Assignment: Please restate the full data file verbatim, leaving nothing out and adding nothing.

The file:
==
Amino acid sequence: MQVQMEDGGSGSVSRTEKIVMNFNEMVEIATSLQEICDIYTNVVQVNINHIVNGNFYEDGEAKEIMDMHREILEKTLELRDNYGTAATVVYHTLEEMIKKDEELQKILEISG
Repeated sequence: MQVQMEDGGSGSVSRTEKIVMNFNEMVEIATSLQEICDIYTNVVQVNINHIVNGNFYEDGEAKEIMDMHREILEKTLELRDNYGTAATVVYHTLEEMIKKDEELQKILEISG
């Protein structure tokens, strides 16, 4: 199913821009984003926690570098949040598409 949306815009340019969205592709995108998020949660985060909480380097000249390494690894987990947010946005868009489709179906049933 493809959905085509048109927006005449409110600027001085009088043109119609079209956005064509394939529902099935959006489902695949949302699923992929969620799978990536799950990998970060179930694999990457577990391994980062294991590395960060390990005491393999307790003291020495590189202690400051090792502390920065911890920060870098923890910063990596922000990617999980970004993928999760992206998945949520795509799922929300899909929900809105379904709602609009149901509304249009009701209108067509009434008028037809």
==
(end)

Amino acid sequence: MQVQMEDGGSGSVSRTEKIVMNFNEMVEIATSLQEICDIYTNVVQVNINHIVNGNFYEDGEAKEIMDMHREILEKTLELRDNYGTAATVVYHTLEEMIKKDEELQKILEISG
Repeated sequence: MQVQMEDGGSGSVSRTEKIVMNFNEMVEIATSLQEICDIYTNVVQVNINHIVNGNFYEDGEAKEIMDMHREILEKTLELRDNYGTAATVVYHTLEEMIKKDEELQKILEISG
């Protein structure tokens, strides 16, 4: 199913821009984003926690570098949040598409 949306815009340019969205592709995108998020949660985060909480380097000249390494690894987990947010946005868009489709179906049933 493809959905085509048109927006005449409110600027001085009088043109119609079209956005064509394939529902099935959006489902695949949302699923992929969620799978990536799950990998970060179930694999990457577990391994980062294991590395960060390990005491393999307790003291020495590189202690400051090792502390920065911890920060870098923890910063990596922000990617999980970004993928999760992206998945949520795509799922929300899909929900809105379904709602609009149901509304249009009701209108067509009434008028037809």